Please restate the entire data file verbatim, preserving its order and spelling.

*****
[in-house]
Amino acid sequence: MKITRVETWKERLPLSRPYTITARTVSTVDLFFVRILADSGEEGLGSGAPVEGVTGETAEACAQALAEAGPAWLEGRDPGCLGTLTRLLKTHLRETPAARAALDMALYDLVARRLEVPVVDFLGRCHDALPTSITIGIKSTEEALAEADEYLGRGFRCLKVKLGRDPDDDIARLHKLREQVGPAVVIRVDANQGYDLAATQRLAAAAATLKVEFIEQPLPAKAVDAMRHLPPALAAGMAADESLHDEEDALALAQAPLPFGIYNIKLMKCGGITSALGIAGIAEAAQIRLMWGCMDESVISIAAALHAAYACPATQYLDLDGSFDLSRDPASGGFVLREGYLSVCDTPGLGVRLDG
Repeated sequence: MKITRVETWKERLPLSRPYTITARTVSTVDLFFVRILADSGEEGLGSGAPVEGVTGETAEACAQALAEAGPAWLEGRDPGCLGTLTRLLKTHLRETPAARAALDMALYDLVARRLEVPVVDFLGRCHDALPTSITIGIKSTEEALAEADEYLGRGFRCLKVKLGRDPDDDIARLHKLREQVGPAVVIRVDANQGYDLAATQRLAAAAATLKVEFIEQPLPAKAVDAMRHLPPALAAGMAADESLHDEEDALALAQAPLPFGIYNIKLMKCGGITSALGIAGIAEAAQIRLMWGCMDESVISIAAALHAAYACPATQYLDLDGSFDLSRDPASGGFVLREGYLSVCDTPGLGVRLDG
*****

[in-house]
Amino acid sequence: MKITRVETWKERLPLSRPYTITARTVSTVDLFFVRILADSGEEGLGSGAPVEGVTGETAEACAQALAEAGPAWLEGRDPGCLGTLTRLLKTHLRETPAARAALDMALYDLVARRLEVPVVDFLGRCHDALPTSITIGIKSTEEALAEADEYLGRGFRCLKVKLGRDPDDDIARLHKLREQVGPAVVIRVDANQGYDLAATQRLAAAAATLKVEFIEQPLPAKAVDAMRHLPPALAAGMAADESLHDEEDALALAQAPLPFGIYNIKLMKCGGITSALGIAGIAEAAQIRLMWGCMDESVISIAAALHAAYACPATQYLDLDGSFDLSRDPASGGFVLREGYLSVCDTPGLGVRLDG
Repeated sequence: MKITRVETWKERLPLSRPYTITARTVSTVDLFFVRILADSGEEGLGSGAPVEGVTGETAEACAQALAEAGPAWLEGRDPGCLGTLTRLLKTHLRETPAARAALDMALYDLVARRLEVPVVDFLGRCHDALPTSITIGIKSTEEALAEADEYLGRGFRCLKVKLGRDPDDDIARLHKLREQVGPAVVIRVDANQGYDLAATQRLAAAAATLKVEFIEQPLPAKAVDAMRHLPPALAAGMAADESLHDEEDALALAQAPLPFGIYNIKLMKCGGITSALGIAGIAEAAQIRLMWGCMDESVISIAAALHAAYACPATQYLDLDGSFDLSRDPASGGFVLREGYLSVCDTPGLGVRLDG